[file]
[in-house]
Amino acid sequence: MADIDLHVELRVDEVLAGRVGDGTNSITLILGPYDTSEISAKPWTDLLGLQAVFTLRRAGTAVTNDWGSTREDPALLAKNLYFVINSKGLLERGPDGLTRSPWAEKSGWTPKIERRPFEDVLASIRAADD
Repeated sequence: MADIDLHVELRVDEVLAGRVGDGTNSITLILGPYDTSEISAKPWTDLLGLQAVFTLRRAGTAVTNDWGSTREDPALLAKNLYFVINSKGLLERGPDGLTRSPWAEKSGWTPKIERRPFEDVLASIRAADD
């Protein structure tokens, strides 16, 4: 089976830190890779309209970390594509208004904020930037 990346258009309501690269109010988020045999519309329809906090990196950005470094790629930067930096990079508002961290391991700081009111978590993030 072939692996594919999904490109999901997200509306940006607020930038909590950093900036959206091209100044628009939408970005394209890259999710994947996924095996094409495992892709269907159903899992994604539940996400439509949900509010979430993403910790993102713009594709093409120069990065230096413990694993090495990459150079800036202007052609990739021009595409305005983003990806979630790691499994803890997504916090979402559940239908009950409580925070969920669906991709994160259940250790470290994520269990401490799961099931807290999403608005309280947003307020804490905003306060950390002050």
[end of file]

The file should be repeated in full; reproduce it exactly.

[in-house]
Amino acid sequence: MADIDLHVELRVDEVLAGRVGDGTNSITLILGPYDTSEISAKPWTDLLGLQAVFTLRRAGTAVTNDWGSTREDPALLAKNLYFVINSKGLLERGPDGLTRSPWAEKSGWTPKIERRPFEDVLASIRAADD
Repeated sequence: MADIDLHVELRVDEVLAGRVGDGTNSITLILGPYDTSEISAKPWTDLLGLQAVFTLRRAGTAVTNDWGSTREDPALLAKNLYFVINSKGLLERGPDGLTRSPWAEKSGWTPKIERRPFEDVLASIRAADD
């Protein structure tokens, strides 16, 4: 089976830190890779309209970390594509208004904020930037 990346258009309501690269109010988020045999519309329809906090990196950005470094790629930067930096990079508002961290391991700081009111978590993030 072939692996594919999904490109999901997200509306940006607020930038909590950093900036959206091209100044628009939408970005394209890259999710994947996924095996094409495992892709269907159903899992994604539940996400439509949900509010979430993403910790993102713009594709093409120069990065230096413990694993090495990459150079800036202007052609990739021009595409305005983003990806979630790691499994803890997504916090979402559940239908009950409580925070969920669906991709994160259940250790470290994520269990401490799961099931807290999403608005309280947003307020804490905003306060950390002050």